Coca Loca in Colca Canyon
Trip Start Dec 10, 2011
60Trip End Sep 29, 2012
The first day we go by bus with a group of 10 other people Americans, British, Norwegian and New Zealand to visit rock formations created by the volcanic eruptions and water erosion, saw Alpacas, Vicuanas - the South American Camel apparently and Llamas in the national reserve, the scene of a desert watering hole and them coming for a drink and a chat!
We had rapidly by lunchtime already got up to 4900 metres above sea level, most of us felt a twinge of headaches and a bit dizzy and when we arrived for our fabulous Peruvian buffet lunch of guess what more alpaca and other delights of river trout, we still felt a bit spaced out and dizzy
First I need to paint a picture of the path and the ascent. Our guide estimated it would take about 4 hours to go down, so yes a long ascent it was. It was all downhill to reach the bottom of the canyon
With many Peruvian men sitting down, maybe 5 or 6 and two tourists with large backpacks standing up
Whatever happened from when we set off at 8.30am to the time it reached now, I was very tired, I was feeling nervous, it was hot from the sun, I needed to go to the toilet because of my stomach problem. We were about 3 hours down the mountain by this point. I then felt a sudden shaking come over me. I shouted to my guide ahead of me and he gestured for me to sit down. I then was breathing very quickly, I was in a panic, both of my hands had pins and needles sensation, then they both went into a closed fist spasm, I could not open them. The guide poured water over my head. He then put what felt like alcohol, but a calm type liquid onto my face under my nose asked my to stiff it hard and inhale. It helped a little. Not sure how much time had passed but could not have been more than 30 minutes. He massaged one hand to try and open it, I tried to move as much as I could the other. He asked me if I could move my legs, I could a little they were ok. I desperately wanted the toilet but first I need to breathe slowly. I could not believe what was happening to me, I had seen all these symptoms before with the guy from the Inka Trail, I got more nervous as I was scared that this was happening to me
With the shock of seeing the man who had died on top of my heightened emotions, the nervousness and my bad stomach, altitude sickness had kicked in. They say altitude sickness is a lot in the head, and this is exactly what happened. He and I talked about our lives and shared experiences. He met a German girl and fell in love, she was traveling on a world trip like me and continued but after three weeks said no that's it, I need to return to be with him. It's true love, but tough love. I can only resonate with this story, I shared my personal story with him too and we talked a lot, it was a good distraction as I got back to my feet and we walked and talked the last 40 minutes down the valley. I kept myself awake until lunch and then slept from 1pm to 7pm in the tent. The nice British couple I met on this trip came and checked on me twice and told me about dinner, I ate with everyone and after this went back to sleep after a quick look up at the night sky full of stars, I saw the milky way and the southern cross very clearly with no light pollution here in the canyon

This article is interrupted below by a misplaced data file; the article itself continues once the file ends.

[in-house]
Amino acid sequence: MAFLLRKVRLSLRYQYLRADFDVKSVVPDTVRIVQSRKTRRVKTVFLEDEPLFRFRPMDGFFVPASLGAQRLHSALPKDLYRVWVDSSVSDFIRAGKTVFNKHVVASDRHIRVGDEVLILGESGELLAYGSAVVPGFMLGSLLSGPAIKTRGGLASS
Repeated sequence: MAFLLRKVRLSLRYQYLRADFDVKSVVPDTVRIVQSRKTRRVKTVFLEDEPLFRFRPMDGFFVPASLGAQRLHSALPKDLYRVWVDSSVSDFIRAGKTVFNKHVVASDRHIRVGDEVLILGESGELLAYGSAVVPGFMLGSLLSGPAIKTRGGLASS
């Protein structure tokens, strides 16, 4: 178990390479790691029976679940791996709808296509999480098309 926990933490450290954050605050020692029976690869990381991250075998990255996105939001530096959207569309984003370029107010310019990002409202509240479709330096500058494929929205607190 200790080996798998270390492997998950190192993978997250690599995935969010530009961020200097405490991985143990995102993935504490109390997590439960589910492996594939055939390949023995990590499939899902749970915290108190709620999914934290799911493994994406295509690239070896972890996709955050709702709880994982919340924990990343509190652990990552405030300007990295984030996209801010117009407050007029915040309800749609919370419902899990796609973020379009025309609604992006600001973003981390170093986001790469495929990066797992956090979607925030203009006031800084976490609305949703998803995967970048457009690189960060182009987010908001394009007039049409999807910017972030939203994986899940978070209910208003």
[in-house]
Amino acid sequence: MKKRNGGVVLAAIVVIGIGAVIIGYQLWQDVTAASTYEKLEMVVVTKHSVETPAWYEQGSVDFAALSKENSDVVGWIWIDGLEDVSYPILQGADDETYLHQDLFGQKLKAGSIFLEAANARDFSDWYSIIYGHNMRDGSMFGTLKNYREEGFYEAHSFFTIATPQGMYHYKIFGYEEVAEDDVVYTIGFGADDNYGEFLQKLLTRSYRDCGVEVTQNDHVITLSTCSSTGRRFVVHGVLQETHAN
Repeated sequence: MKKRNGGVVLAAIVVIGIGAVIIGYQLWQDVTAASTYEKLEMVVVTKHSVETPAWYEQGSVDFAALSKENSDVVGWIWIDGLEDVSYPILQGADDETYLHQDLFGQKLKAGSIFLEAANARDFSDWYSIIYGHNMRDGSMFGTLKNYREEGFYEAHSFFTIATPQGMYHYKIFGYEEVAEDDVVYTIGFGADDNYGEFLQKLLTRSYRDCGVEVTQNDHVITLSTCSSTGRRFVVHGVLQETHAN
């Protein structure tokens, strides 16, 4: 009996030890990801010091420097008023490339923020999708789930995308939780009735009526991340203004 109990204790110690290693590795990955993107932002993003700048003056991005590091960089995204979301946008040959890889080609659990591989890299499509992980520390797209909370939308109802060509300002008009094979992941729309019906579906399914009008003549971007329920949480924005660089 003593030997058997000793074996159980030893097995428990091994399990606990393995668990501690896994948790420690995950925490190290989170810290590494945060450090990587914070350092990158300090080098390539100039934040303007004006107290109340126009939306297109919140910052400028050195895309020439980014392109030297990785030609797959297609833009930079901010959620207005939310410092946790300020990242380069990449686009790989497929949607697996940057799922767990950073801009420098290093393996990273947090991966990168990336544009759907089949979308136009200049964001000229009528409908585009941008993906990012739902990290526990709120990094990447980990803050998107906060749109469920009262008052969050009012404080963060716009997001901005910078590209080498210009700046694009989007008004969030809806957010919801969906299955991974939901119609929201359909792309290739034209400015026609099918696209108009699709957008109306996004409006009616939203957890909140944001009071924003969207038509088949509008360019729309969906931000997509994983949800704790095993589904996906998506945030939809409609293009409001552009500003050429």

We got up at 4am the next morning for the climb back up to avoid the hot sun, my guide gave me two sticks and a bag of coca leaves and mentally I was happy to be going back in one piece and we made it up in a really good time. As we arrived to the village there was a large funeral procession for a local person, a little sad again and we watched and talked about the tradition of the funeral. All the men followed the coffin, with then the woman behind in the local traditional dress, carrying anything that would transport 'Chica' the corn based alcohol drink in jugs or even petrol containers. This was for the celebration, we followed as they stopped on the edge of the village for the speeches to the man who had died and then they proceeded to the cemetery. I thought about the man who had died on the mountain and hoped he would also have a good send off too. We finished our 3 day trek with one more visit to the Condors and got quite a treat, with 4 or so of them passing overhead immediately when we arrived and then a visit to a thermal hot springs pool, truly bliss after what had happened.
A quick lunch and my amusing transfer from Chivay to Puno by a tourist special shuttle service, that stopped at three places on the way to see flamingos and a lake and the best toilets with a view I ever saw so far
When I did I felt ill still, Puno is at 3800 metres above sea level located on the shore of Lake Titicaca, so I spoke briefly with the hostel lady who showed me to a quiet room because I said I needed quick and easy access to the toilet, I drank coca tea and ate some rubbish crackers I had in my bag, I was starving but was not going outside. After checking Internet and sending a couple of emails to the most important people in my life I slept really good, till I had to visit the toilet again when I woke up!
For now I am resting here in chilly Puno, Peru, I am ok, but really this experience scared the 's#@!' out of me. Lots of people say and agree, travel isn't easy! I guess I know that's true now.